Improvements and innovations in healthcare and treatment mean people live longer than in the past. While this is true, as a person ages, they may experience age-related issues, which could impact their ability to drive safely.
While a person’s age does not mean they should not drive, it is important to consider when an elderly individual may no longer be safe to do so. After all, as someone ages, some of their senses and abilities will deteriorate – this is expected and normal. Outlined below are a few factors to keep in mind.
As a person ages, their eyesight will likely deteriorate. This often starts as early as age 50 and can continue into their 60s and 70s. Being able to see properly is essential to driving safely. This is why it is required that drivers pass a test before obtaining their license. While glasses may help, they are only effective to a certain extent.
You have likely seen someone in your family lose some of their cognitive abilities as they age. For example, when they were younger, they ran a business, but now they need help to carry out simple tasks. With this type of issue, it is clear it would be dangerous for them to drive since their ability to make prompt and correct decisions is inhibited.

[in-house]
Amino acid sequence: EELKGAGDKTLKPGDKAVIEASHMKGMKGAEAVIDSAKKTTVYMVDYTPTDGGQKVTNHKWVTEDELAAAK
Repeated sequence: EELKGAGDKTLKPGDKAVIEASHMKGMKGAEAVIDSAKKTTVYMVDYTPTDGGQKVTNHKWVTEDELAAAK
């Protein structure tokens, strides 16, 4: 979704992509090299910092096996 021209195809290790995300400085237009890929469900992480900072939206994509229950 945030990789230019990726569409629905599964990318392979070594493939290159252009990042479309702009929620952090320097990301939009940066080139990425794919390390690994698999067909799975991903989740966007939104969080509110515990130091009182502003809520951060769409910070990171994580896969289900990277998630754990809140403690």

Reduced muscular control
If an elderly person cannot press the brake or move a steering wheel like they used to, they may not be able to operate a vehicle safely. Weaker muscles can greatly impact someone’s ability to continue driving.
Car accidents among older drivers
Unfortunately, if an older driver continues to operate a vehicle, they may cause an accident and injure others. If you find yourself in this situation, you have legal rights and may be able to recover compensation.